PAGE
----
International studio — 61.1917

Page: XXXIII
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In the Galleries


PORTRAIT IMPRESSION
BY ROBERT REID

MISS EMILY MERRIMAN
OF PROVIDENCE


MASTER FREDERICK PORTRAIT IMPRESSION
VANDERBILT FIELD BY ROBERT REID

might appear “postery but his art far transcends
the art of the poster artist, and reveals great an-
alysis and knowledge.
The one man show by Jonas Lie at the Montross
Galleries served to strengthen our opinion that
in him we have one of the strongest men in the
country when it comes to painting landscape, and
harbour scenes or big flower compositions. His
pictures are solidly constructed, rhythmic and
fine in surface quality.
The unconscious humour of a guileless compos-
itor on a well known art journal has metamor-
phosed “the art lord of Provincetown” into “the
art load of Providencetown.” A man of weight,
Hawthorne certainly is, and he commands a
special article in this issue in appreciation of his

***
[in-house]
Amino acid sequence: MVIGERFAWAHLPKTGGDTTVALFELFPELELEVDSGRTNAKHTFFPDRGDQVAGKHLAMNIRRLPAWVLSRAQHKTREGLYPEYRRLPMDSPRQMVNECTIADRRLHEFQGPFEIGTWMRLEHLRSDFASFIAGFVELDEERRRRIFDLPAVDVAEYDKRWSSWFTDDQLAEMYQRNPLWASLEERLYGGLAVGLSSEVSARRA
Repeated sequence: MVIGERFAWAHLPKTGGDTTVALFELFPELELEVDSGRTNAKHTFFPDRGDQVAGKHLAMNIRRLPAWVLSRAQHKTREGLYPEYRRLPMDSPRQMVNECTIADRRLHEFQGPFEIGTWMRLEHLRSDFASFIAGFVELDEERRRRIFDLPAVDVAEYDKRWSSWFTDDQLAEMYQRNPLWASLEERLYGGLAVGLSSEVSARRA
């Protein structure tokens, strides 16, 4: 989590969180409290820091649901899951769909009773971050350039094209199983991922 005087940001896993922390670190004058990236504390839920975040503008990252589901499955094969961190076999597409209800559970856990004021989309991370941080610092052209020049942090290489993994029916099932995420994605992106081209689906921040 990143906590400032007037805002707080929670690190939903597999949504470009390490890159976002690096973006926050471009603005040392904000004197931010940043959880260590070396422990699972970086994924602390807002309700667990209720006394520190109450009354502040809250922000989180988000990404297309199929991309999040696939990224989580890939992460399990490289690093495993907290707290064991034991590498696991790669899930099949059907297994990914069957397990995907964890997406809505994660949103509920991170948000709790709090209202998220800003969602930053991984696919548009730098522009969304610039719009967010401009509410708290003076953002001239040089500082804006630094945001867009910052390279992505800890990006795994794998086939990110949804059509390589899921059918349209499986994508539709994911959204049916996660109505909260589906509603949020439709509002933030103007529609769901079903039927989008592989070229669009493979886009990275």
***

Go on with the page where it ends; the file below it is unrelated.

exposition at the Macbeth Galleries.
The February Exhibition at Ardsley Studios,
no Columbia Heights, Brooklyn, has been one of
exceptional interest. The lithographs of Dela-
croix and the etchings of Chasseriau are rarely
seen in America. Those shown are from the
collection of Hamilton Easter Field. Delacroix

presents in these lithographs the same romantic
feeling, the same richness of tone, as in his paint-
ings.
The etchings by Chasseriau are illustrations
to Othello. They are perhaps greater than
the Delacroix—the drawing is better, as one
would expect from a pupil of Ingres, and the imag-
inative element is quite as strong. The modern
work shown consists of drawings and paintings
by Bernard Karfiol and water colours by John
Marin. Karfiol is one of the strongest of our
draughtsmen—his line is firm, yet sensitive. It
is in no way academic, but actually seems to live.
His paintings lack the surety of his drawings—
they are still somewhat experimental. He has
however, sufficiently mastered his art to awaken
the interest of the casual visitor to the gallery.
John Marin is perhaps the most brilliant of our
younger water-colourists. His method is simple.
He blocks in his landscape with a few broad
strokes and then adds just the details which in-
terest him. His colour is always good and his
choice of subject felicitous.

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